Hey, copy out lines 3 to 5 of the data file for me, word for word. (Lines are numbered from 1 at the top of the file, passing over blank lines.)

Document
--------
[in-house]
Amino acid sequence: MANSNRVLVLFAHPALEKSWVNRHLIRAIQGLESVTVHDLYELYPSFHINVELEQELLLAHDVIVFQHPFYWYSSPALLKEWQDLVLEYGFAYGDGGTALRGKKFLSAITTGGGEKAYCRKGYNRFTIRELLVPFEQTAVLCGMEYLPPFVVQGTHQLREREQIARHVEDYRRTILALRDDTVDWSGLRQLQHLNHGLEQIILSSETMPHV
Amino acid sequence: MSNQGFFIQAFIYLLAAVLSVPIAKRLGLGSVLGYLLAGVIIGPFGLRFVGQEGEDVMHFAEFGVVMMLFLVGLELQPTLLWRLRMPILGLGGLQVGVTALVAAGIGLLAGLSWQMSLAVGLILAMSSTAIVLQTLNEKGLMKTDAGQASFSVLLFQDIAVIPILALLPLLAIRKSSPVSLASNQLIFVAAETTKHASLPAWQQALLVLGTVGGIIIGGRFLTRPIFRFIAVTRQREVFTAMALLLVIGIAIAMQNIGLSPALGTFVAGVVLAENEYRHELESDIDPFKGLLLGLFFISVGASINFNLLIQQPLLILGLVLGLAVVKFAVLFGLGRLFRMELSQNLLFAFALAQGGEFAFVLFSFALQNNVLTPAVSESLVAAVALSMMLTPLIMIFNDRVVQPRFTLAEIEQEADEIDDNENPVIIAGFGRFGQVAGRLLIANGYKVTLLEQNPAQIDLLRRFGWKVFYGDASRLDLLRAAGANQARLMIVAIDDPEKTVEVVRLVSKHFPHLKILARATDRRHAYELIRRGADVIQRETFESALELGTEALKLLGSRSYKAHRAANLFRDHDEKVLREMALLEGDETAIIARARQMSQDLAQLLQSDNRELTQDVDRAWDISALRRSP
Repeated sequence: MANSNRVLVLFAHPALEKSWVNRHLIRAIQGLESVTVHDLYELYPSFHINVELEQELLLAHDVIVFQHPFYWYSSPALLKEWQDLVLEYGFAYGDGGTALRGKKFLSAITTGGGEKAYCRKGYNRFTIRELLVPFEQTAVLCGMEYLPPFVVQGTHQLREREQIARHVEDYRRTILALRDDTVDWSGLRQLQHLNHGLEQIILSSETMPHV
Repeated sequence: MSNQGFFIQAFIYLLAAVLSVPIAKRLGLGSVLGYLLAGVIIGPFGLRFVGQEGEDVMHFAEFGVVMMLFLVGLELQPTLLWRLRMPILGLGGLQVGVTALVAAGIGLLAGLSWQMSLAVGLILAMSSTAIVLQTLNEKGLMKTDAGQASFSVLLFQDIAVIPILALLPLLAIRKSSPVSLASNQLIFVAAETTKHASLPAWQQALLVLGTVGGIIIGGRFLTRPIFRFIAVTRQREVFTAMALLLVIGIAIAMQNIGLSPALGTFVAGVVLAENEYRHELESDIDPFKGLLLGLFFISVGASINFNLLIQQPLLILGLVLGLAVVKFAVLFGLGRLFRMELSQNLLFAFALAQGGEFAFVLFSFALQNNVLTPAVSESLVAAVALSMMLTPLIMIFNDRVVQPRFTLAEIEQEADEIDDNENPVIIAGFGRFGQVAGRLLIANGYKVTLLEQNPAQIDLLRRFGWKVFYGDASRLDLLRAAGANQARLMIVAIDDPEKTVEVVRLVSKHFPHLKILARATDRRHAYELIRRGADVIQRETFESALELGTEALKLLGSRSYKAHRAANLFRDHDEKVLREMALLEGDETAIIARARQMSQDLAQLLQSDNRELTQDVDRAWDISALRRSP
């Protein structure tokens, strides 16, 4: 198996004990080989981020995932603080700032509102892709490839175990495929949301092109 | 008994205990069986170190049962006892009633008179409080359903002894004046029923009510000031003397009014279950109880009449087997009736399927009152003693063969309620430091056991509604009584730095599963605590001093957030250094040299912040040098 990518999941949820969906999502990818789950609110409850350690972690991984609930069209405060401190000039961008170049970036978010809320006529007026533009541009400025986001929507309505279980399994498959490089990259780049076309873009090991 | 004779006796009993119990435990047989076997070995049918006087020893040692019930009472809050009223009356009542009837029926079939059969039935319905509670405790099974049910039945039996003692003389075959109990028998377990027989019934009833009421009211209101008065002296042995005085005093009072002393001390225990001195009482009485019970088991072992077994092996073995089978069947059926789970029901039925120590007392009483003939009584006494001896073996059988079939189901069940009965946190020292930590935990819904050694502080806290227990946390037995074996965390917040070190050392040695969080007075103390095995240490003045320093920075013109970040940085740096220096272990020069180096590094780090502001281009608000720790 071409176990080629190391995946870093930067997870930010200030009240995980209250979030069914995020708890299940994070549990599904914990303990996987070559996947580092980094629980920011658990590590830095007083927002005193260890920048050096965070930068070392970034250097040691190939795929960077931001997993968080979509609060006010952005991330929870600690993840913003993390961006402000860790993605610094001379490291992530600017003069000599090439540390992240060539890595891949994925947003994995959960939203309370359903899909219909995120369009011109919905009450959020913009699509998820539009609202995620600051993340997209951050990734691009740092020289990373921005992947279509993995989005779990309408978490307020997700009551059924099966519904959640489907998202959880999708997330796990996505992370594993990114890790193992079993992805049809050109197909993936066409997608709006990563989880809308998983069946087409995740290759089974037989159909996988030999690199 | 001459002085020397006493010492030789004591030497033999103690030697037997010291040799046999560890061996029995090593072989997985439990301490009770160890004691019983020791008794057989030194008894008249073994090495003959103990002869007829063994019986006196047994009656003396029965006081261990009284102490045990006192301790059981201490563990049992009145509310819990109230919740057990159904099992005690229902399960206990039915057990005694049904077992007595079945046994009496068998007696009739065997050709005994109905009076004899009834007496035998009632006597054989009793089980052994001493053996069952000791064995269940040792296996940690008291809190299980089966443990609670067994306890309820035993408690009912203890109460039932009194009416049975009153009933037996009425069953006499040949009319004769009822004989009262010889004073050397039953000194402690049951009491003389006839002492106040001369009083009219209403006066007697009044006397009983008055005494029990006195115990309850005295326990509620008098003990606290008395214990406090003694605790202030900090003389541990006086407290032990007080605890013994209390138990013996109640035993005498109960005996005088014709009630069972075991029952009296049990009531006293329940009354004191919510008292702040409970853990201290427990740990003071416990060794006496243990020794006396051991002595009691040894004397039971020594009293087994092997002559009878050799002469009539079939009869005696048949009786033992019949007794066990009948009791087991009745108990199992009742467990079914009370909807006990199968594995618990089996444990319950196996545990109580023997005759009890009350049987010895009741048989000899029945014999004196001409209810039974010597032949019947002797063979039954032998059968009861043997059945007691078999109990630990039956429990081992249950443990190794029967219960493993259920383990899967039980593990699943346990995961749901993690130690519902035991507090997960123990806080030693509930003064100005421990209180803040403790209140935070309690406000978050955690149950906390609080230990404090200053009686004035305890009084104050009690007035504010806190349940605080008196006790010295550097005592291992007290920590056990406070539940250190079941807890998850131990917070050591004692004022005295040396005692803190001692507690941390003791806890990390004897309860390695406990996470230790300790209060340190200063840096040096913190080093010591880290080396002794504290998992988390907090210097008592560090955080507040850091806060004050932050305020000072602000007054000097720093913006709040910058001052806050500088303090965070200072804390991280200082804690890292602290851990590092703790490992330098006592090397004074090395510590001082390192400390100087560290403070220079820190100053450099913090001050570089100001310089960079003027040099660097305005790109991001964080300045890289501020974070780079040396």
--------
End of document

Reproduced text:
Amino acid sequence: MSNQGFFIQAFIYLLAAVLSVPIAKRLGLGSVLGYLLAGVIIGPFGLRFVGQEGEDVMHFAEFGVVMMLFLVGLELQPTLLWRLRMPILGLGGLQVGVTALVAAGIGLLAGLSWQMSLAVGLILAMSSTAIVLQTLNEKGLMKTDAGQASFSVLLFQDIAVIPILALLPLLAIRKSSPVSLASNQLIFVAAETTKHASLPAWQQALLVLGTVGGIIIGGRFLTRPIFRFIAVTRQREVFTAMALLLVIGIAIAMQNIGLSPALGTFVAGVVLAENEYRHELESDIDPFKGLLLGLFFISVGASINFNLLIQQPLLILGLVLGLAVVKFAVLFGLGRLFRMELSQNLLFAFALAQGGEFAFVLFSFALQNNVLTPAVSESLVAAVALSMMLTPLIMIFNDRVVQPRFTLAEIEQEADEIDDNENPVIIAGFGRFGQVAGRLLIANGYKVTLLEQNPAQIDLLRRFGWKVFYGDASRLDLLRAAGANQARLMIVAIDDPEKTVEVVRLVSKHFPHLKILARATDRRHAYELIRRGADVIQRETFESALELGTEALKLLGSRSYKAHRAANLFRDHDEKVLREMALLEGDETAIIARARQMSQDLAQLLQSDNRELTQDVDRAWDISALRRSP
Repeated sequence: MANSNRVLVLFAHPALEKSWVNRHLIRAIQGLESVTVHDLYELYPSFHINVELEQELLLAHDVIVFQHPFYWYSSPALLKEWQDLVLEYGFAYGDGGTALRGKKFLSAITTGGGEKAYCRKGYNRFTIRELLVPFEQTAVLCGMEYLPPFVVQGTHQLREREQIARHVEDYRRTILALRDDTVDWSGLRQLQHLNHGLEQIILSSETMPHV
Repeated sequence: MSNQGFFIQAFIYLLAAVLSVPIAKRLGLGSVLGYLLAGVIIGPFGLRFVGQEGEDVMHFAEFGVVMMLFLVGLELQPTLLWRLRMPILGLGGLQVGVTALVAAGIGLLAGLSWQMSLAVGLILAMSSTAIVLQTLNEKGLMKTDAGQASFSVLLFQDIAVIPILALLPLLAIRKSSPVSLASNQLIFVAAETTKHASLPAWQQALLVLGTVGGIIIGGRFLTRPIFRFIAVTRQREVFTAMALLLVIGIAIAMQNIGLSPALGTFVAGVVLAENEYRHELESDIDPFKGLLLGLFFISVGASINFNLLIQQPLLILGLVLGLAVVKFAVLFGLGRLFRMELSQNLLFAFALAQGGEFAFVLFSFALQNNVLTPAVSESLVAAVALSMMLTPLIMIFNDRVVQPRFTLAEIEQEADEIDDNENPVIIAGFGRFGQVAGRLLIANGYKVTLLEQNPAQIDLLRRFGWKVFYGDASRLDLLRAAGANQARLMIVAIDDPEKTVEVVRLVSKHFPHLKILARATDRRHAYELIRRGADVIQRETFESALELGTEALKLLGSRSYKAHRAANLFRDHDEKVLREMALLEGDETAIIARARQMSQDLAQLLQSDNRELTQDVDRAWDISALRRSP